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6 of 6 people found the following review helpful By seahawk on March 18, 2014
Format: Paperback
485 PAGES
How is it possible that the true location of the Jewish temple could be forgotten? It sounds preposterous. But Martin carefully picks through centuries of Jewish historical records ( many of which were eyewitness accounts) and shows how before the time of the Crusades it was commmonly known that the temple of Solomon, Zerubabel, Herod (as well as the subsequent attempts to rebuild) were all located in the city of David -and over the Gihon Spring --- not on the Haram "temple mount". He recounts how through a combination of complicated circumstances involving the displacement of the Jewish community of Jerusalem , the involvement of Caliph Omar and the pronouncments of Jewish mystics that the names that once applied to locations in the city of David were actually transfered to the Haram. To complicate things further there is good evidence that the activities of Simon the Hasmonean during the Maccabean period included a drastic cutting down of the bedrock of the city of David -- to the point that descriptions of it afterward are unrecognizable when compared with it's previous appearance! Indeed this book is a lesson in how complicated and contorted a history of a given location can be and how many good records can be overlooked or mistakenly rejected!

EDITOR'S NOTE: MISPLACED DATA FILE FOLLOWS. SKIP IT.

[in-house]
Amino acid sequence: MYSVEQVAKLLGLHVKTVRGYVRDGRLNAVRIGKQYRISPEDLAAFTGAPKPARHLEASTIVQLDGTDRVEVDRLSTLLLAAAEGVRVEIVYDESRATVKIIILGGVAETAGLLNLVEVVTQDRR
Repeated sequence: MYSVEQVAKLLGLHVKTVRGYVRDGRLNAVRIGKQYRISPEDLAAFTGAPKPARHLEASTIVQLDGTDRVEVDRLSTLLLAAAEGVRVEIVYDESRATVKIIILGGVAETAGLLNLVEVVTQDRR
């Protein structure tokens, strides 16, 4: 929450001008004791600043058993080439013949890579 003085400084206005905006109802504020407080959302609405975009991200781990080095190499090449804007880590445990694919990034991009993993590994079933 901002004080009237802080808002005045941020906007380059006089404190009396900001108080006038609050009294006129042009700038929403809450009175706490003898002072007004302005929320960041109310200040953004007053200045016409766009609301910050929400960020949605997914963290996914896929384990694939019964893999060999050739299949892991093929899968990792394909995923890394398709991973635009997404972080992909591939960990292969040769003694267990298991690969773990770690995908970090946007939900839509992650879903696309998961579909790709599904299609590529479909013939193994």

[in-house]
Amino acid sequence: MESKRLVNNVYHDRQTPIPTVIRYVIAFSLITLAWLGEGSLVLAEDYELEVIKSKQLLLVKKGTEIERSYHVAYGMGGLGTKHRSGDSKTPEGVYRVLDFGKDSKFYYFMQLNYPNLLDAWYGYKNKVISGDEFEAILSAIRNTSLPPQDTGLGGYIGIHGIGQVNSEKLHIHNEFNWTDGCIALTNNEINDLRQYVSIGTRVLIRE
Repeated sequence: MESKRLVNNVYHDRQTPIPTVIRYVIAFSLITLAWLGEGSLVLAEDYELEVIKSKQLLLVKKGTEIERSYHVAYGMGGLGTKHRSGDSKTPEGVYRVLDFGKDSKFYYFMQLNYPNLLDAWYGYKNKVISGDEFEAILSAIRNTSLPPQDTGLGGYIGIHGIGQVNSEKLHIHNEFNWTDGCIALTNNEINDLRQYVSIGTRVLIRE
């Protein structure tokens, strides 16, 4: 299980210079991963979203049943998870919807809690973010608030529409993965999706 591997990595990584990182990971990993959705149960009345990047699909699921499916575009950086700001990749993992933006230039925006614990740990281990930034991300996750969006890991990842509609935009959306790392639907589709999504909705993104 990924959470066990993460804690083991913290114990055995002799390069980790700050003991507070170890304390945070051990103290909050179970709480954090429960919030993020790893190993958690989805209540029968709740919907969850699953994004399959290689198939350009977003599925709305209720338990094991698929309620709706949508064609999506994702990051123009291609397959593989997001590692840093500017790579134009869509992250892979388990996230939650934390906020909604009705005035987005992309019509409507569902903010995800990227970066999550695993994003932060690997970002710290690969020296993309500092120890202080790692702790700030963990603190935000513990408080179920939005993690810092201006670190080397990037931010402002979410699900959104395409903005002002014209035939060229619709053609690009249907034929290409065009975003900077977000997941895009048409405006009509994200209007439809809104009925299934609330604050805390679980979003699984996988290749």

Those interested in Roman military history will find Martin's discussion of the Fort Antonia (which was undoubtedly located on the Haram - essentially it WAS the Haram ) quite convincing. The line drawings of the layouts of other Roman forts for comparison are interesting.
Also it is interesting that Josephus ( whose reputation as a historian has suffered somewhat because his description of the temple location seemed quite "off" when compared with the accepted sources) is properly exonerated by Martin's research.